Analysing the oven

This oven comes it's own PhD student...
16 April 2019

Interview with 

Jamie Davidson, University of Cambridge


You know you’re in smart company when the oven that’s cooking your lunch has its own PhD student! Chris Smith spoke to Jamie Davidson from the University of Cambridge, and expert Yorkshire pudding maker, who comes from a department with a track record in food-related research forays...

Jamie - My group actually had a PhD in chocolate a few years ago so yeah, I’m not completely breaking the mould.

Chris - So you are really doing active laboratory research on this?

Jamie - Yeah, exactly. I’m actually looking at optimizing some parts of the design. Little things like how big the nozzles are, how many we need for the air jets, how big a fan we need, the position of the infrared lamps, that kind of thing, so that we really get the maximum possible performance out of the general design.

Chris - How do you actually understand what’s going on in there though? Have you got some kind of computer program that’s making measurements and then you can test different things?

Jamie - Yeah, exactly. I build a big model of the oven using a system called computational fluid dynamics. Basically you split the thing you’re trying to model into tiny little volumes, then you can solve all of your equations numerically over those tiny little volumes. And the model I’m using has 10 million little cubes and prisms making up the oven.

Chris - Essentially you’re dividing the interior of the oven up into lots of little spaces and considering each of them, solving the problems for what’s going on in each one, and then you add them all together to what the whole thing would do or is doing?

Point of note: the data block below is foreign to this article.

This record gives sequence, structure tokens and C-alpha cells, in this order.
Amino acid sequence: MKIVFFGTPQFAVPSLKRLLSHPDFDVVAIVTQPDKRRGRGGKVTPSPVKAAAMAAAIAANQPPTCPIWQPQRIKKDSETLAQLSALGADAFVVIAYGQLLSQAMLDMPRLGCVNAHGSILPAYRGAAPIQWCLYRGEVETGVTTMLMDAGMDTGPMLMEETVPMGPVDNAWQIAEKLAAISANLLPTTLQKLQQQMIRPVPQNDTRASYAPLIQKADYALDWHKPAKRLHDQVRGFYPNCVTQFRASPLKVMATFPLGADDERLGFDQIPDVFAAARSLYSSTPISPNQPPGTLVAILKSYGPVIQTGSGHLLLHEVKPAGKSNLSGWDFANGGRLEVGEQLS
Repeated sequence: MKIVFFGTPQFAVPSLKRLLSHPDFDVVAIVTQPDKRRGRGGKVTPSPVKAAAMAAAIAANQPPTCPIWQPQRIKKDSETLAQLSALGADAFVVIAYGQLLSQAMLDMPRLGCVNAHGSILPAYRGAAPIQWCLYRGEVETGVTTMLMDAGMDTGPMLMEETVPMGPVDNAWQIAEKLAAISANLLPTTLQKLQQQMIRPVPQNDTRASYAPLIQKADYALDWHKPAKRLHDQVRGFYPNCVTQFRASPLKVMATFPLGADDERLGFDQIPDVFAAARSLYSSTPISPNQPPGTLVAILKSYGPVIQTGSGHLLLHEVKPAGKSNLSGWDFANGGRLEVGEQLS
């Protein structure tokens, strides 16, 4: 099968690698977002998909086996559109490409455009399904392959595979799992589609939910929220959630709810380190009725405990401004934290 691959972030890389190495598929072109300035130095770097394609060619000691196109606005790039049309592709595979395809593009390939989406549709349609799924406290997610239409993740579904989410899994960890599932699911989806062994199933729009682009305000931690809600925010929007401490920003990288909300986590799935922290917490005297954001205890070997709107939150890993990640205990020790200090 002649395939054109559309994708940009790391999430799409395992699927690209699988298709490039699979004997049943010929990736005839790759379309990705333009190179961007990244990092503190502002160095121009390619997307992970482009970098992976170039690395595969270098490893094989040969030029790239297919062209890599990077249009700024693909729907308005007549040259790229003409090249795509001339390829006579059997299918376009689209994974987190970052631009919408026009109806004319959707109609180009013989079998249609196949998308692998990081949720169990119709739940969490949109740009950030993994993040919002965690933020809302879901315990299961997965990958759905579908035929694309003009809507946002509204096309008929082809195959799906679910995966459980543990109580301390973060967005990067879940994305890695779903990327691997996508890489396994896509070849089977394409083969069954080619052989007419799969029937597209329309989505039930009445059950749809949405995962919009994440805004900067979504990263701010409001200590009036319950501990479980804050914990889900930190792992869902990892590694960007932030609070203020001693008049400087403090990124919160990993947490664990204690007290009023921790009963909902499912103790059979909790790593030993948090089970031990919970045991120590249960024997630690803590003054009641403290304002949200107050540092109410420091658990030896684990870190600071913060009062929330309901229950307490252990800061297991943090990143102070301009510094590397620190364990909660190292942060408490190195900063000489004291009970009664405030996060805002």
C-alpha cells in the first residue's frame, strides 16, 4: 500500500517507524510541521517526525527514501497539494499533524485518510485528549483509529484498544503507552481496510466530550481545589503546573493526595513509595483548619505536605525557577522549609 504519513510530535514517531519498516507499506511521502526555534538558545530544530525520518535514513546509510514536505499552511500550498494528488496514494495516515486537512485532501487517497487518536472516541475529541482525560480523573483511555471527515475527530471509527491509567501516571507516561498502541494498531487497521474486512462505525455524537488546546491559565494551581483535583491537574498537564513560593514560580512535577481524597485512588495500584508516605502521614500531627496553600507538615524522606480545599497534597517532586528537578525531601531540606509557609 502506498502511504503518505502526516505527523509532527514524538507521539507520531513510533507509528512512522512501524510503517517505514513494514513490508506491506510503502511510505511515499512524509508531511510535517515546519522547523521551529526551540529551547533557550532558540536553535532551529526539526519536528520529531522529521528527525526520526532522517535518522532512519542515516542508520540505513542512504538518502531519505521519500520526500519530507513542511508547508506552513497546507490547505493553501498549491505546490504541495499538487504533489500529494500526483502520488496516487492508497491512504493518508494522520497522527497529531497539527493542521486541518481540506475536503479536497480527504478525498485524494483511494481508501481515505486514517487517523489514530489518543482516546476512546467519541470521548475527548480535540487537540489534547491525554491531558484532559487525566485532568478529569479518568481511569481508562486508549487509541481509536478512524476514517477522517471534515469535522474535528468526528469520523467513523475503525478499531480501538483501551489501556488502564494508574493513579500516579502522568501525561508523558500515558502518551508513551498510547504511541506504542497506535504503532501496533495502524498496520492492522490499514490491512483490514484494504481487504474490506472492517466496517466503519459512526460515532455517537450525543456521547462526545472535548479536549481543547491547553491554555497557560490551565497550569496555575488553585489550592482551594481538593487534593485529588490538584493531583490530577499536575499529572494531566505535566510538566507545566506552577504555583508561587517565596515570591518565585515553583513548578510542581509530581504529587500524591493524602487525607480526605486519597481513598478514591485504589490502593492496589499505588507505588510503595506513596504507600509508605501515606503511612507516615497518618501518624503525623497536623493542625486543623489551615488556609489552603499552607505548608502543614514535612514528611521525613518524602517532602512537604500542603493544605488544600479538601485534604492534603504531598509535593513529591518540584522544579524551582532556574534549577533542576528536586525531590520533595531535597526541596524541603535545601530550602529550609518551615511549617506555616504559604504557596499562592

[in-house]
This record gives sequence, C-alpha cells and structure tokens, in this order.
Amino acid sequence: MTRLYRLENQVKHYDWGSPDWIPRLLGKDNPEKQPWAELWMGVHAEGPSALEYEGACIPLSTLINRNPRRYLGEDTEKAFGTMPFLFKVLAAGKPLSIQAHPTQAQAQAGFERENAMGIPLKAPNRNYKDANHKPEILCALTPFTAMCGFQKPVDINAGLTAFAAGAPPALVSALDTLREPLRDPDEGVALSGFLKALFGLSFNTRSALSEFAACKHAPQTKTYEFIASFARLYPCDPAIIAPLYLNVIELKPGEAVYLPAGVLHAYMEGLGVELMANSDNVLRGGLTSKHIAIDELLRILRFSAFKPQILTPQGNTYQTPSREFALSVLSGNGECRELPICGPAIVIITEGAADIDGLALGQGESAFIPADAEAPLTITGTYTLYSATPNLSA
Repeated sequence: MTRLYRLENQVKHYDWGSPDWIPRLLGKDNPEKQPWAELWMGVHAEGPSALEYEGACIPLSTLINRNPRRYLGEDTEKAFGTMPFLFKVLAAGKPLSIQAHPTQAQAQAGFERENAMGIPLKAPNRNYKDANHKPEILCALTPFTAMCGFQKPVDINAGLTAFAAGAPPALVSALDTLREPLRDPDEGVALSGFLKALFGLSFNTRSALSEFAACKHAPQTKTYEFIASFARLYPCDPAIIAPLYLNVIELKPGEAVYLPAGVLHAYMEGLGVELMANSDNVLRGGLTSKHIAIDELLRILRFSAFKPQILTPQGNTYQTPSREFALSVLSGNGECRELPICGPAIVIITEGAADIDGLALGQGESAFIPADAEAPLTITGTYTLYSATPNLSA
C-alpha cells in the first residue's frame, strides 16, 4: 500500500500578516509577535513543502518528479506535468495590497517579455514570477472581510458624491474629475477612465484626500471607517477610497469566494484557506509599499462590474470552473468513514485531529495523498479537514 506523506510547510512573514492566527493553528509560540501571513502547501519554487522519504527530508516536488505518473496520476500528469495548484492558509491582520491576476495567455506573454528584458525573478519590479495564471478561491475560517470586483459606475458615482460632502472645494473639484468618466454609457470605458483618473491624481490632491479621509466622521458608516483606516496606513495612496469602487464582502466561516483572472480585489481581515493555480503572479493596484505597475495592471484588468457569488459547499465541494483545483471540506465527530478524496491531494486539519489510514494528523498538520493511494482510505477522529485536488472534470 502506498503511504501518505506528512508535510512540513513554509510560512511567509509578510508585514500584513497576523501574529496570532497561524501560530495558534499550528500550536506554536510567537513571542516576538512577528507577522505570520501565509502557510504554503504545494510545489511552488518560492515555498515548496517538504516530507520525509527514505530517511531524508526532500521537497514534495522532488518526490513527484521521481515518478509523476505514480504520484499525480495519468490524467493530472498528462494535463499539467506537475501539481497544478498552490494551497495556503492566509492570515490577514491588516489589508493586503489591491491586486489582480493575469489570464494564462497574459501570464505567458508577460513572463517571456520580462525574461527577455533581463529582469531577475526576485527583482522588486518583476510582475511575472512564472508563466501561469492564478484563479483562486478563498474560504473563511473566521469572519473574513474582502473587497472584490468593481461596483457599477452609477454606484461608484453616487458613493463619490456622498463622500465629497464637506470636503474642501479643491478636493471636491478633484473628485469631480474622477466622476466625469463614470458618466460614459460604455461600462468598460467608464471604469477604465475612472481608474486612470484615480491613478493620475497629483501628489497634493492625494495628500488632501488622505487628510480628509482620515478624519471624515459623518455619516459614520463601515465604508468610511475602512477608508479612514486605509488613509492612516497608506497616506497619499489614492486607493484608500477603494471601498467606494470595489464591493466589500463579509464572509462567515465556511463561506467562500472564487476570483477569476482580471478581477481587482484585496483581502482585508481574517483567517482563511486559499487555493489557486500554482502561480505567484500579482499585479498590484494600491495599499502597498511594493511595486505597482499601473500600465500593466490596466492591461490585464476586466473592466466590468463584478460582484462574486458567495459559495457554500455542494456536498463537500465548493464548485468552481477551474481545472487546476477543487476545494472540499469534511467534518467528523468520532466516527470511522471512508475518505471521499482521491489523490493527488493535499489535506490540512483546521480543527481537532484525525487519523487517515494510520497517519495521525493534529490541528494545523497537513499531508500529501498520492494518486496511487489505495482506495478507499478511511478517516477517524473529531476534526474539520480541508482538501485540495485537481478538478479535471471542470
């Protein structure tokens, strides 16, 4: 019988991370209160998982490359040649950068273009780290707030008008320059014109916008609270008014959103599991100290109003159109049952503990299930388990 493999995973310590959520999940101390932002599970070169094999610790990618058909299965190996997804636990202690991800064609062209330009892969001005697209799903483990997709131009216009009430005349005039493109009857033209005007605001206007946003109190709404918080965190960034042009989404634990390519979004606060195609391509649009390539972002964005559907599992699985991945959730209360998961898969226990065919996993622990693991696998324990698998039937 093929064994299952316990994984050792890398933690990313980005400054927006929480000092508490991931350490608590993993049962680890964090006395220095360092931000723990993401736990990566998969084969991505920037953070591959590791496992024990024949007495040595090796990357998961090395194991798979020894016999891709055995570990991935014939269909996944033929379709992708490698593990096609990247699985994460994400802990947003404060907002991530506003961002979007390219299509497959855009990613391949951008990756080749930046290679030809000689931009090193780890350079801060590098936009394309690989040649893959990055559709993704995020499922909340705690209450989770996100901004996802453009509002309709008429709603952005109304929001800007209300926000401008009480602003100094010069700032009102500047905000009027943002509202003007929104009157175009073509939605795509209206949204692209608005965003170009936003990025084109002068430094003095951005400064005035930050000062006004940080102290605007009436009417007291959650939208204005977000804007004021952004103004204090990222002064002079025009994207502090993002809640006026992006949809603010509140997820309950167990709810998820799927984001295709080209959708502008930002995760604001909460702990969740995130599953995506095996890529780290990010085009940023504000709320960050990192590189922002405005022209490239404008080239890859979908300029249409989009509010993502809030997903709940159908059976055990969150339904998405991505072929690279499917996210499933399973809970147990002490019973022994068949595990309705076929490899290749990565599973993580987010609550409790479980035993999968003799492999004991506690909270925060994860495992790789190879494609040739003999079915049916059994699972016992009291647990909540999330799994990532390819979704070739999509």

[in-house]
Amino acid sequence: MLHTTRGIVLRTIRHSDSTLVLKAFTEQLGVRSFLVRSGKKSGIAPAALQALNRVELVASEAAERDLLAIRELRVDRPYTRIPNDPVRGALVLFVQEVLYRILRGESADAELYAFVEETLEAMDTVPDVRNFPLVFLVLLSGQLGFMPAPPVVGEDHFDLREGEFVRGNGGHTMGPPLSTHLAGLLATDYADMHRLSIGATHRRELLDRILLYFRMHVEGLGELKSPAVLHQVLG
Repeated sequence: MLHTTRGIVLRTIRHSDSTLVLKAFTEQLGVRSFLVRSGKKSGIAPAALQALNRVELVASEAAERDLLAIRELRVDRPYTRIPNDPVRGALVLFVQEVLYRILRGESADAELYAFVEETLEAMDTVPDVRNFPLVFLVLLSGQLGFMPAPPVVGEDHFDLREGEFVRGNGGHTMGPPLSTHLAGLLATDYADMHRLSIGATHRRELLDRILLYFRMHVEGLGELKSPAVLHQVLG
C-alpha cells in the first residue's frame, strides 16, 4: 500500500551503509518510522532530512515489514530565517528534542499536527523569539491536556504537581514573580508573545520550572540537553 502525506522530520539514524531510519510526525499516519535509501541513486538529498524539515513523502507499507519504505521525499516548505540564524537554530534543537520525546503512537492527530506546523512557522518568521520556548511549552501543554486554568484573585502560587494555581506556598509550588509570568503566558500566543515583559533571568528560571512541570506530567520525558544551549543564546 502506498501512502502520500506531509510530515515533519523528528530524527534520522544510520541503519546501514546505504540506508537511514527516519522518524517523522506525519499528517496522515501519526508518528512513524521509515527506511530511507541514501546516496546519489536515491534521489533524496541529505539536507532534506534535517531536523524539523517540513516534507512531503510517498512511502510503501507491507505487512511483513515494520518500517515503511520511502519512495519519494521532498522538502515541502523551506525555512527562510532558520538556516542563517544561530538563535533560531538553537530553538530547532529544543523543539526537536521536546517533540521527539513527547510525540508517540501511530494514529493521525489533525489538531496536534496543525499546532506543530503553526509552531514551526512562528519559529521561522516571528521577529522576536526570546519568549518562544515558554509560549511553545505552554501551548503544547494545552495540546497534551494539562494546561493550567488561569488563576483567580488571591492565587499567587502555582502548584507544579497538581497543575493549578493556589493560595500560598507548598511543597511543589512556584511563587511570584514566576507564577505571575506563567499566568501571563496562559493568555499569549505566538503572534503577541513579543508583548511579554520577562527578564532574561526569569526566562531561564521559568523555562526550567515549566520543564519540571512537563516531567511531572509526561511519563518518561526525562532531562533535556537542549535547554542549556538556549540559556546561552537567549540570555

Jamie - Exactly.

Chris - How do you know what’s going on in each of the volumes though?

Jamie - we can make sure that the model is accurately capturing reality by devising a bunch of what you call validation experiments. Basically you have to come up with an experiment where you can directly compare results from the model to results from an experiment and minimise the errors of that, and then you can make a decision whether your model is accurate enough or whether you have to make changes.

Chris - Do you cook things with loads and loads of sensors in each of the bits of thing you’re cooking then, so you can work out what’s actually going on and then use that to inform how the model works?

Jamie - Partly. We are doing food trials but food is really complicated. So there will be a lot of different things going on there, you’d have mass transfer from the air in the oven to the food, and from the food into the air. You’d have a coupled heat transfer problem where you’d have to be solving equations for a solid and a fluid. That’s something that we are interested in but not something that really makes a good validation experiment. For validation you really want to be looking at a single piece of physics and whether the model is actually capturing that single piece of physics.

Chris - I suppose one bonus of your research is you actually get to eat it.

Jamie - Yeah well, thankfully now we’re in the restaurant I can eat it but, unfortunately, back in the lab it was very depressing because it’s not a food safe lab so I just had to throw it all away, which was devastating frankly.

Chris - And not very sustainable given this is all about eating and cooking with a conscience.

Jamie - Exactly, exactly. But thankfully now we’re here in Alex’s kitchen we can finally enjoy the fruits of our labour.


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